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Occlusions

matching disparity constraints dynamic

Definition: Occlusion regions mark disparity discontinuity jumps, which can be used to improve stereo image encoding and transmission, segmentation, motion analysis, and object identification processes which must preserve object boundaries.

In early stereo image research, the segmentation into visible and occlusion regions is treated as a secondary process, postponed until matching is completed and smoothing is underway. Techniques are also proposed that indirectly address the occlusion problem by minimizing spurious mismatches resulting from occlusion regions and discontinuities. It has been pointed out that occlusion areas must be identified and incorporated into matching process. By using Bayesian reasoning, they derive an energy function based on pixel intensity as the matching feature. Dynamic programming is then used to find a minimal-energy solution.

Techniques based on dynamic programming have been used for the purpose of disparity estimation and simultaneous occlusion detection. A significant advantage of these techniques is that they can provide a global solution for the disparity estimation/occlusion detection problem under local constraints such as constraints related to correlation, smoothness, or disparity gradient limit.

Other methods directly address occlusion regions by defining an a priori probability for the disparity field based upon a smoothness function and an occlusion constraint. For matching two shifted windows are used to avoid errors over discontinuity jumps.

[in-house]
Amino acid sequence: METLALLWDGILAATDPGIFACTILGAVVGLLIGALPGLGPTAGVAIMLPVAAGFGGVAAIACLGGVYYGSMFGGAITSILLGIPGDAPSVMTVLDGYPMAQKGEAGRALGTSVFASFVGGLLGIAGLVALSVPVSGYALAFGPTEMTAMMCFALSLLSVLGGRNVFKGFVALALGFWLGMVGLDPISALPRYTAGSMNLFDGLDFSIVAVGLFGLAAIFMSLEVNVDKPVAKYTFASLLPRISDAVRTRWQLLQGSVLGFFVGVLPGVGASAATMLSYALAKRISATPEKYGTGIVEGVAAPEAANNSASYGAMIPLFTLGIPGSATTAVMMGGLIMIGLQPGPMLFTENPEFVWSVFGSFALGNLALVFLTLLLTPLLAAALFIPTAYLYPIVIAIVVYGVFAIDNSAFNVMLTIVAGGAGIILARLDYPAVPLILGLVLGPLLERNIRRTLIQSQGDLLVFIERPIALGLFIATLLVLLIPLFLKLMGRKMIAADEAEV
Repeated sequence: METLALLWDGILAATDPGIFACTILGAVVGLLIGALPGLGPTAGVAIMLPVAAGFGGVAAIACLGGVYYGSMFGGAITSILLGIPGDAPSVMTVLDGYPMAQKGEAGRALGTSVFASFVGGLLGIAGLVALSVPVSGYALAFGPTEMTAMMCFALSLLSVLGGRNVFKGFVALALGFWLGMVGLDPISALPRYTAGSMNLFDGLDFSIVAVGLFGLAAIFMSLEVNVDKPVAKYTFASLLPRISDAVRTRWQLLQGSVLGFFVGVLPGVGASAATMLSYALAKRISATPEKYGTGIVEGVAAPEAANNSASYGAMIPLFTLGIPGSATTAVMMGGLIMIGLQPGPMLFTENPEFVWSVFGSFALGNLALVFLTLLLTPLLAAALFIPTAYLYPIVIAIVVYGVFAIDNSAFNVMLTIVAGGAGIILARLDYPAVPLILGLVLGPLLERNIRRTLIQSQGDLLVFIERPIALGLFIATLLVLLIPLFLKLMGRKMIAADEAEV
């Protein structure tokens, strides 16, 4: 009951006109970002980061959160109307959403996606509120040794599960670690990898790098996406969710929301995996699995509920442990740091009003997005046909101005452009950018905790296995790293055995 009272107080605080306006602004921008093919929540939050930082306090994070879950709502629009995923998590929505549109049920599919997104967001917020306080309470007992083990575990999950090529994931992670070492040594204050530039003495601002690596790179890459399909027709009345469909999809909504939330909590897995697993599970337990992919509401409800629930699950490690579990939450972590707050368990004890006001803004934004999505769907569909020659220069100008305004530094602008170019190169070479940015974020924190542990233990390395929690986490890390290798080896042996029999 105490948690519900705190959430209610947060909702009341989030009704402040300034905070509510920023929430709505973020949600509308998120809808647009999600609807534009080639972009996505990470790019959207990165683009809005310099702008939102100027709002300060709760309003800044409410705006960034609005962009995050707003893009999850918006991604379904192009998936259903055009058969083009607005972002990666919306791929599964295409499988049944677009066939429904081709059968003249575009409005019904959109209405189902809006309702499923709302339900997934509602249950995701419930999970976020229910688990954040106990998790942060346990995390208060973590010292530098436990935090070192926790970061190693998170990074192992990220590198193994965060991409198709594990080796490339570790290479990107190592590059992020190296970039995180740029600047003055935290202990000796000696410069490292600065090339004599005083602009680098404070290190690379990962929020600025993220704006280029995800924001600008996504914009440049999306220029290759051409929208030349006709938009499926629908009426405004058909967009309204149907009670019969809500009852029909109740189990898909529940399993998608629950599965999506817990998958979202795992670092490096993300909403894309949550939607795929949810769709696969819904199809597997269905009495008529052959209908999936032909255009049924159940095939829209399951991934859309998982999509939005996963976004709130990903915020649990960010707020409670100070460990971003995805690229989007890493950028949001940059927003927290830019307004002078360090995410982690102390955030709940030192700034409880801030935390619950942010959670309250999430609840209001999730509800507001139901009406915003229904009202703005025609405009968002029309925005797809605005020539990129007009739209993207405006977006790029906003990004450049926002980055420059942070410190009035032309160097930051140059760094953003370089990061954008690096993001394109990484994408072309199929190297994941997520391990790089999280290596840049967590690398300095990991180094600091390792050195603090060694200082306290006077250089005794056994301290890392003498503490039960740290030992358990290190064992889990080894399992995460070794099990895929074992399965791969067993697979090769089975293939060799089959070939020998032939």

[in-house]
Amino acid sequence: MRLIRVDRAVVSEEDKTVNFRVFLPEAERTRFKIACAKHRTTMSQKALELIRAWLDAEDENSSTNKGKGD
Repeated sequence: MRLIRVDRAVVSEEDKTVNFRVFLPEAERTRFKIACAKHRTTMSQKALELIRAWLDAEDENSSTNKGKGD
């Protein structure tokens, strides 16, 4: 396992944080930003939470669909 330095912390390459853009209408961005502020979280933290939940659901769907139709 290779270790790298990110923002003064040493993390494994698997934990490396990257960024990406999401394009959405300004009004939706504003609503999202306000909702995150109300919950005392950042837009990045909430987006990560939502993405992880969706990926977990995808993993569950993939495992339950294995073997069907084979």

Assuming monotonicity, the matching problem is solved using dynamic programming. The stereo occlusion problem is formulated as a path-finding problem in a left-scanline to right-scanline matching process. It has been also proposed a dynamic programming solution to stereo matching based on matching edge-delimited intervals between corresponding scan lines that does not require the smoothing term. It has been pointed out that several equally good paths can be found through matching space when using only the occlusion and ordering constraints. To provide enough constraints forcing their system to produce a single solution, they optimize a Bayesian maximum likelihood cost function minimizing inter- and intra-scanline disparity discontinuities. A similar strategy uses a dynamic programming algorithm for the detection of significant disparity changes and large occlusion areas in a stereoscopic image pair. In this approach no smoothness or interscan-line compatibility constraints are used. Two additional constraints, namely the extended continuity constraint and the disparity gradient limit, can also be considered. Finally, an algorithm using forms of Bayes decision criteria can be employed for segmenting a stereo pair into occlusion and visible background and foreground regions.

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